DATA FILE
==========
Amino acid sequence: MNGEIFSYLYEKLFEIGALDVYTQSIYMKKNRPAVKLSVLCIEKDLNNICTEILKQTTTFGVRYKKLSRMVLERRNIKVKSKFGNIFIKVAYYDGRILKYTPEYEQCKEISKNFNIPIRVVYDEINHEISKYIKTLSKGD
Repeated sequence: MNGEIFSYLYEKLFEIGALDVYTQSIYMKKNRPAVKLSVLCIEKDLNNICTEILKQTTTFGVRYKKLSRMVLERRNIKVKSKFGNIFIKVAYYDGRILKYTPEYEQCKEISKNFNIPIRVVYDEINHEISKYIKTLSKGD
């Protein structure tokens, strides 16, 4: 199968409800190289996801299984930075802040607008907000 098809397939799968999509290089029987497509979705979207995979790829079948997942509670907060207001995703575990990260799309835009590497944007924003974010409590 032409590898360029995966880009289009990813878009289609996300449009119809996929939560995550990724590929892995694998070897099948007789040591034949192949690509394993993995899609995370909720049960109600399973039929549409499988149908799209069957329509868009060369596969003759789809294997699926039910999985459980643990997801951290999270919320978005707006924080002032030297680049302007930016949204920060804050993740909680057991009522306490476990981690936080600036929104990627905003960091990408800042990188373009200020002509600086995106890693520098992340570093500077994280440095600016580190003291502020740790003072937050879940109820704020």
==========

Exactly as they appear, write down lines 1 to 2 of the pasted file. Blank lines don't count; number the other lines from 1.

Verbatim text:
Amino acid sequence: MNGEIFSYLYEKLFEIGALDVYTQSIYMKKNRPAVKLSVLCIEKDLNNICTEILKQTTTFGVRYKKLSRMVLERRNIKVKSKFGNIFIKVAYYDGRILKYTPEYEQCKEISKNFNIPIRVVYDEINHEISKYIKTLSKGD
Repeated sequence: MNGEIFSYLYEKLFEIGALDVYTQSIYMKKNRPAVKLSVLCIEKDLNNICTEILKQTTTFGVRYKKLSRMVLERRNIKVKSKFGNIFIKVAYYDGRILKYTPEYEQCKEISKNFNIPIRVVYDEINHEISKYIKTLSKGD